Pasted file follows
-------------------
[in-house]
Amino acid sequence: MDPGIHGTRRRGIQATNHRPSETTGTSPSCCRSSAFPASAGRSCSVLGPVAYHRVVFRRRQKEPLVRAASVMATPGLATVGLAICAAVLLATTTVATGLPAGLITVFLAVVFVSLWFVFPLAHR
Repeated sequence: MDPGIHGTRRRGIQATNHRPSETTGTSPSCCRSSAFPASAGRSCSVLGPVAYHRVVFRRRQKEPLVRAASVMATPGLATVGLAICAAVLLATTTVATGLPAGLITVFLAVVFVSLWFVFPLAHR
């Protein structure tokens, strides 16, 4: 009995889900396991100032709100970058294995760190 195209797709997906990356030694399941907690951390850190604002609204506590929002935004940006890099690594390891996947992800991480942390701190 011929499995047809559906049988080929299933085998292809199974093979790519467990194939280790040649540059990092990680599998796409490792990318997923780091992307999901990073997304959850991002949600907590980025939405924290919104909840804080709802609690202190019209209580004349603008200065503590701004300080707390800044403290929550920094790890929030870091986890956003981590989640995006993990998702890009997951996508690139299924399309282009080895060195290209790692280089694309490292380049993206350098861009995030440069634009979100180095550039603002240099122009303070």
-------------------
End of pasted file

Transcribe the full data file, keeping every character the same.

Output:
[in-house]
Amino acid sequence: MDPGIHGTRRRGIQATNHRPSETTGTSPSCCRSSAFPASAGRSCSVLGPVAYHRVVFRRRQKEPLVRAASVMATPGLATVGLAICAAVLLATTTVATGLPAGLITVFLAVVFVSLWFVFPLAHR
Repeated sequence: MDPGIHGTRRRGIQATNHRPSETTGTSPSCCRSSAFPASAGRSCSVLGPVAYHRVVFRRRQKEPLVRAASVMATPGLATVGLAICAAVLLATTTVATGLPAGLITVFLAVVFVSLWFVFPLAHR
């Protein structure tokens, strides 16, 4: 009995889900396991100032709100970058294995760190 195209797709997906990356030694399941907690951390850190604002609204506590929002935004940006890099690594390891996947992800991480942390701190 011929499995047809559906049988080929299933085998292809199974093979790519467990194939280790040649540059990092990680599998796409490792990318997923780091992307999901990073997304959850991002949600907590980025939405924290919104909840804080709802609690202190019209209580004349603008200065503590701004300080707390800044403290929550920094790890929030870091986890956003981590989640995006993990998702890009997951996508690139299924399309282009080895060195290209790692280089694309490292380049993206350098861009995030440069634009979100180095550039603002240099122009303070």